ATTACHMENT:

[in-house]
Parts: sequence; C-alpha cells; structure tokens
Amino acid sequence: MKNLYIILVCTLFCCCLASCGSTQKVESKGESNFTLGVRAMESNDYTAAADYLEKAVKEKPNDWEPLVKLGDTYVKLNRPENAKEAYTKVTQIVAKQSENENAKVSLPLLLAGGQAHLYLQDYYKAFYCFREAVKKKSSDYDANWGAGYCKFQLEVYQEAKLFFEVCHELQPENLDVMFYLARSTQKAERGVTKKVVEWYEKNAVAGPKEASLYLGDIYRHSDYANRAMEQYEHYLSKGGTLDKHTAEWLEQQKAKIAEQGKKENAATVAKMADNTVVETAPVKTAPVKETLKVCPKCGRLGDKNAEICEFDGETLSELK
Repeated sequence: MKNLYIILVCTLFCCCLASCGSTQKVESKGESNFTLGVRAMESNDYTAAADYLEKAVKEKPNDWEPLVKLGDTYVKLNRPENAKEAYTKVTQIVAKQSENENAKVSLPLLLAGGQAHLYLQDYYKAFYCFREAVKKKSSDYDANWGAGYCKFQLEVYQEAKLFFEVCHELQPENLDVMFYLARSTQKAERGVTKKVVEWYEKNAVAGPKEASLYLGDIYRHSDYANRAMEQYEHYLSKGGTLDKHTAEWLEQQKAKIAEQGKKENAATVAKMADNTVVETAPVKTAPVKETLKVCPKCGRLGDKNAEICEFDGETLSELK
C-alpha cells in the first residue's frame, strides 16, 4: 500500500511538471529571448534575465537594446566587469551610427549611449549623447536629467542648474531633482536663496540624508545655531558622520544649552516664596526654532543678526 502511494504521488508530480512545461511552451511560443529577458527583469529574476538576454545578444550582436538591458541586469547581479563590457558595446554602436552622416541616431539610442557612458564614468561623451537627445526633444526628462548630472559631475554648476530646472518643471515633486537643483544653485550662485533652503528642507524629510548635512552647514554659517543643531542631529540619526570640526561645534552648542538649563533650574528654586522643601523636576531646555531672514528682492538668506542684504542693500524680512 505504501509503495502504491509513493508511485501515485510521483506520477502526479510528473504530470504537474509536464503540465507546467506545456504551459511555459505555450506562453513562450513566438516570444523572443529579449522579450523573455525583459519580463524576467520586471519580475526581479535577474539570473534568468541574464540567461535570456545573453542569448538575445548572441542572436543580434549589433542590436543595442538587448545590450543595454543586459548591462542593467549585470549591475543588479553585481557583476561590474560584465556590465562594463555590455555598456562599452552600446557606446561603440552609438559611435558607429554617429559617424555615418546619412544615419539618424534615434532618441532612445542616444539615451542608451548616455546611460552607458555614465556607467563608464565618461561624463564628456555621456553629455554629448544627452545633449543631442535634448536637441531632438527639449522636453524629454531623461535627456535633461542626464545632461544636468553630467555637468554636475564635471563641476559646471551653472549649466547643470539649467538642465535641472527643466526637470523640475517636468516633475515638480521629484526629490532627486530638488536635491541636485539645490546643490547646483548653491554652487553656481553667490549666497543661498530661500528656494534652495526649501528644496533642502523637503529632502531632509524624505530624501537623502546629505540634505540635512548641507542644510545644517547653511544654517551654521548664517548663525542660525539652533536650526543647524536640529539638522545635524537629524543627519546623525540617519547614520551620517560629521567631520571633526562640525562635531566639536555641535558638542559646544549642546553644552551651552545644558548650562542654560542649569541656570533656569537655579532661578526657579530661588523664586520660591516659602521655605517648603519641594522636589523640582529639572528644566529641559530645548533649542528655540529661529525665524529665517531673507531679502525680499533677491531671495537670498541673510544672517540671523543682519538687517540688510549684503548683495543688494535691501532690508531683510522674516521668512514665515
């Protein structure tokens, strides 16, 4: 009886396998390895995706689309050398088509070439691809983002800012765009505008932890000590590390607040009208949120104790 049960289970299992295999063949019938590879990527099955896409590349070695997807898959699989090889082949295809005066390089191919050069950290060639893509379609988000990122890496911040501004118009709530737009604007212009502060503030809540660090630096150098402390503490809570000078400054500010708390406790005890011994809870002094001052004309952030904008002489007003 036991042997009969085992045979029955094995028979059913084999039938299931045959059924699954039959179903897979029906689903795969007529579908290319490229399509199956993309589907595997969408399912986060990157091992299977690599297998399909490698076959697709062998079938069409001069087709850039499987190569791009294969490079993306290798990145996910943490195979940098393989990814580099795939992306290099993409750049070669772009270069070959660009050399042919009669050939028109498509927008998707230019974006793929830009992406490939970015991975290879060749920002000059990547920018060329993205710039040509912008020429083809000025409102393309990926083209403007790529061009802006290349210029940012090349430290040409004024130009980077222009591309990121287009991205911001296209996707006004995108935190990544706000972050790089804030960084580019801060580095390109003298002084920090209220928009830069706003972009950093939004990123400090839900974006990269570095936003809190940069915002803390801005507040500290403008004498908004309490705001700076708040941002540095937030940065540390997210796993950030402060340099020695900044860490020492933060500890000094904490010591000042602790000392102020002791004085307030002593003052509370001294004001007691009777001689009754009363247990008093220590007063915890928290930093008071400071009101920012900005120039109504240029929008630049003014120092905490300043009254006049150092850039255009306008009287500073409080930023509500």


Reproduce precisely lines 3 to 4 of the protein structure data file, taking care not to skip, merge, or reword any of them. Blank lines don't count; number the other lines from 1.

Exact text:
Amino acid sequence: MKNLYIILVCTLFCCCLASCGSTQKVESKGESNFTLGVRAMESNDYTAAADYLEKAVKEKPNDWEPLVKLGDTYVKLNRPENAKEAYTKVTQIVAKQSENENAKVSLPLLLAGGQAHLYLQDYYKAFYCFREAVKKKSSDYDANWGAGYCKFQLEVYQEAKLFFEVCHELQPENLDVMFYLARSTQKAERGVTKKVVEWYEKNAVAGPKEASLYLGDIYRHSDYANRAMEQYEHYLSKGGTLDKHTAEWLEQQKAKIAEQGKKENAATVAKMADNTVVETAPVKTAPVKETLKVCPKCGRLGDKNAEICEFDGETLSELK
Repeated sequence: MKNLYIILVCTLFCCCLASCGSTQKVESKGESNFTLGVRAMESNDYTAAADYLEKAVKEKPNDWEPLVKLGDTYVKLNRPENAKEAYTKVTQIVAKQSENENAKVSLPLLLAGGQAHLYLQDYYKAFYCFREAVKKKSSDYDANWGAGYCKFQLEVYQEAKLFFEVCHELQPENLDVMFYLARSTQKAERGVTKKVVEWYEKNAVAGPKEASLYLGDIYRHSDYANRAMEQYEHYLSKGGTLDKHTAEWLEQQKAKIAEQGKKENAATVAKMADNTVVETAPVKTAPVKETLKVCPKCGRLGDKNAEICEFDGETLSELK